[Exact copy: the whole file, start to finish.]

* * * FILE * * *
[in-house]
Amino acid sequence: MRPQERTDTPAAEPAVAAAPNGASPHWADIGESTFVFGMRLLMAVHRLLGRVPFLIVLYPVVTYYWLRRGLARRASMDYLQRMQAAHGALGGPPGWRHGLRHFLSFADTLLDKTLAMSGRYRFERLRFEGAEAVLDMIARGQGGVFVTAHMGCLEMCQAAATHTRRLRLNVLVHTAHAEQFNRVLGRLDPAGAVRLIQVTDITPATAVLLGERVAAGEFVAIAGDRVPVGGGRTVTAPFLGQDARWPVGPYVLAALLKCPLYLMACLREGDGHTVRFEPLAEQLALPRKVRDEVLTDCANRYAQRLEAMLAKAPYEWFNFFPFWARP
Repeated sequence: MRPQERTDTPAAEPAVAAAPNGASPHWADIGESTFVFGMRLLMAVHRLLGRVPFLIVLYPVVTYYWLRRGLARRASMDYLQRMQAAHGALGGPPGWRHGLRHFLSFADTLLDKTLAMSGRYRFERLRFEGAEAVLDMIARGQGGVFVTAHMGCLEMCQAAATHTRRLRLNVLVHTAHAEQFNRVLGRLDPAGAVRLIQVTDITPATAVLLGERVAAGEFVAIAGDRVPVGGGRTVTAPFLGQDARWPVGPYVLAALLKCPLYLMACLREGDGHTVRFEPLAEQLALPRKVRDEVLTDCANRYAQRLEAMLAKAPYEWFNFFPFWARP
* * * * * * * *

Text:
[in-house]
Amino acid sequence: MRPQERTDTPAAEPAVAAAPNGASPHWADIGESTFVFGMRLLMAVHRLLGRVPFLIVLYPVVTYYWLRRGLARRASMDYLQRMQAAHGALGGPPGWRHGLRHFLSFADTLLDKTLAMSGRYRFERLRFEGAEAVLDMIARGQGGVFVTAHMGCLEMCQAAATHTRRLRLNVLVHTAHAEQFNRVLGRLDPAGAVRLIQVTDITPATAVLLGERVAAGEFVAIAGDRVPVGGGRTVTAPFLGQDARWPVGPYVLAALLKCPLYLMACLREGDGHTVRFEPLAEQLALPRKVRDEVLTDCANRYAQRLEAMLAKAPYEWFNFFPFWARP
Repeated sequence: MRPQERTDTPAAEPAVAAAPNGASPHWADIGESTFVFGMRLLMAVHRLLGRVPFLIVLYPVVTYYWLRRGLARRASMDYLQRMQAAHGALGGPPGWRHGLRHFLSFADTLLDKTLAMSGRYRFERLRFEGAEAVLDMIARGQGGVFVTAHMGCLEMCQAAATHTRRLRLNVLVHTAHAEQFNRVLGRLDPAGAVRLIQVTDITPATAVLLGERVAAGEFVAIAGDRVPVGGGRTVTAPFLGQDARWPVGPYVLAALLKCPLYLMACLREGDGHTVRFEPLAEQLALPRKVRDEVLTDCANRYAQRLEAMLAKAPYEWFNFFPFWARP